Securing 802.11 wireless LANs
Wireless LANs often propagate data to areas outside the physical control of an
organization. Radio waves penetrate building walls and can be received in the office
next door, a facility's parking lot, and possibly a couple blocks away. Do you worry
that someone could retrieve your company's sensitive information by lurking nearby with
a PC equipped with the wireless network interface card your organization uses?
Relax -- it's not that easy.
An IEEE 802.11 wireless station will not process data over the wireless network
unless its network ID, also called a Basic Service Set Identification, is the same as
other stations on the network. Sent in every 802.11 data packet, the network ID is a
six-byte code word that distinguishes one wireless LAN from another. Access points
check the network ID when each station initiates a connection to the network. If the ID
doesn't match the one stored in the access point, then the station cannot establish a
connection to the wireless LAN. Thus, an intruder must obtain the network ID necessary
to join the network. This should be difficult, assuming you keep the network ID codes
With the correct network ID, someone could configure a portable computer with an
appropriate radio card and gain access to your wireless LAN. The trespasser shouldn't
get very far, however, if your servers and applications require a username and
password. Always invoke security mechanisms when giving users access to sensitive
applications and data.
You can provide another level of security by using 802.11's Wireless Equivalent
Privacy (WEP) protocol. Most
wireless LAN vendors offer WEP as an option for their
standard radio cards and access points.
One WEP feature, shared key authentication, ensures that only authorized stations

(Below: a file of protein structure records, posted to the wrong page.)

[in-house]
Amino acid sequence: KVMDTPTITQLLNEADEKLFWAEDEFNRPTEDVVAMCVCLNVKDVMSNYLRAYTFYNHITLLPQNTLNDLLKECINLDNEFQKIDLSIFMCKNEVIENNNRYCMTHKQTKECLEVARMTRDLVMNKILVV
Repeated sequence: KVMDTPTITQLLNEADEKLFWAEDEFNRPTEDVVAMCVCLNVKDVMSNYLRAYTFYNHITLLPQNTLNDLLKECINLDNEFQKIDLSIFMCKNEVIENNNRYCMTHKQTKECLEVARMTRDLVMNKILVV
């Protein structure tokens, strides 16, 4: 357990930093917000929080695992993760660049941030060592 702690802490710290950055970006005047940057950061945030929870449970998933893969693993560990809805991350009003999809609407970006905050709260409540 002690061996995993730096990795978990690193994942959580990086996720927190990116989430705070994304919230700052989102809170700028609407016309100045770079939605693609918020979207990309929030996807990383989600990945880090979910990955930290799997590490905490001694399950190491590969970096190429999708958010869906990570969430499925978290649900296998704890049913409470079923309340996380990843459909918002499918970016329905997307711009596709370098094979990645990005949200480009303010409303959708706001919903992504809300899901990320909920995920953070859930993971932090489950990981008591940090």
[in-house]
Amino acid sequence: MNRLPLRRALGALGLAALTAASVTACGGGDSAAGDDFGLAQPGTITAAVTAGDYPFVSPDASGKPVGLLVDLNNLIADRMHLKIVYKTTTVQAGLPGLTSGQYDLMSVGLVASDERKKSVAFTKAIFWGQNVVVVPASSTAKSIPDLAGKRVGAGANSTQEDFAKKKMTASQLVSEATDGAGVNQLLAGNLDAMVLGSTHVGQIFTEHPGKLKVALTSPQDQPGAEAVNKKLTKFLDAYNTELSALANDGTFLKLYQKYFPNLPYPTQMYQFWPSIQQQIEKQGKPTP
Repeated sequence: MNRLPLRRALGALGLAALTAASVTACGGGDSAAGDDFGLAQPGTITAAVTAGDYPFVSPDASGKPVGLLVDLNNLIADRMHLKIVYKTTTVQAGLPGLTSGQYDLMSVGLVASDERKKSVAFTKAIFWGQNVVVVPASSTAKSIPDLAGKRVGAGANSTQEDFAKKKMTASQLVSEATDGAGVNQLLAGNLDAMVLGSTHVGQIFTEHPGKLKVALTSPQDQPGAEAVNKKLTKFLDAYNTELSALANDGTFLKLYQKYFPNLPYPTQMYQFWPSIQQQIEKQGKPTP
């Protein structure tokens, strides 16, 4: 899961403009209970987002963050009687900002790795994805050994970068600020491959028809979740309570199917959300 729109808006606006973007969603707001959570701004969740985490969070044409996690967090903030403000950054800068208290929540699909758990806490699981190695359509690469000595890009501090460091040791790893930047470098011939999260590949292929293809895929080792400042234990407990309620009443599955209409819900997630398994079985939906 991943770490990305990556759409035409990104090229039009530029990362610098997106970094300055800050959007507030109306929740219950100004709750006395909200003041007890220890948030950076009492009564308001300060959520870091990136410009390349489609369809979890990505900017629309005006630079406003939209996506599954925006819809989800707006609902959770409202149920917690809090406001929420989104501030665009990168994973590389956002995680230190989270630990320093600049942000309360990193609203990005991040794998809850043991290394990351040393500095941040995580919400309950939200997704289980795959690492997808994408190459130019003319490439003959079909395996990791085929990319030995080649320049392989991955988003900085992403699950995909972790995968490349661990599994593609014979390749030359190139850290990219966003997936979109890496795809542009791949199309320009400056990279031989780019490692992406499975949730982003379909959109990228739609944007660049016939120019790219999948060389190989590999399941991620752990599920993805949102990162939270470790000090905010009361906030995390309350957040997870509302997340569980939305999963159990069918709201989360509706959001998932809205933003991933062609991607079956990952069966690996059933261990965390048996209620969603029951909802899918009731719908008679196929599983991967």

can access the wireless LAN. Shared key authentication operates as follows:
- A station requesting 802.11 service sends an authentication frame to another
- When a station receives an initial authentication frame, the station replies with
an authentication frame containing 128 octets of challenge text.
- The requesting station copies the challenge text into an authentication frame,
encrypts it with a shared key using the WEP service, and sends the frame to the
- The receiving station decrypts the challenge text using the same shared key and
compares it to the challenge text sent earlier. If they match, the receiving station
replies with an authentication acknowledgement. If not, the station sends a negative
Another way to compromise a wireless LAN is to use specialized equipment to capture
information bits being sent over the air, decode them, and read the contents of email,
files, or financial transactions. This doesn't necessarily require the network ID
because the monitoring equipment doesn't need to establish a connection to the wireless
LAN. The equipment passively listens to the transmissions as they propagate through the
air. However, this process does require the proper monitoring equipment to correctly
demodulate the received spread spectrum signal.
This security problem also exists with wired Ethernet networks, but to a lesser
degree. Current flow through the wires emits electromagnetic waves that can be received
with sensitive listening equipment. This method necessitates a much closer proximity to
the cable to receive the signal, so the intruder must generally be within the physical
boundaries of the company.
To avoid this problem on the wireless LAN, use WEP to encrypt transmissions between
stations to avoid disclosure to eavesdroppers. WEP uses the href="http://www.ncat.edu/~grogans/algorithm_history_and_descriptio.htm">RC4 encryption
engine and a 40-bit key. Stations can also utilize WEP without authentication
services, but I recommend implementing both WEP and authentication to minimize your
vulnerability to packet snooping.
Stay tuned. Next time we'll discuss the wireless middleware that is critical for
maintaining reliable communications over a wireless network.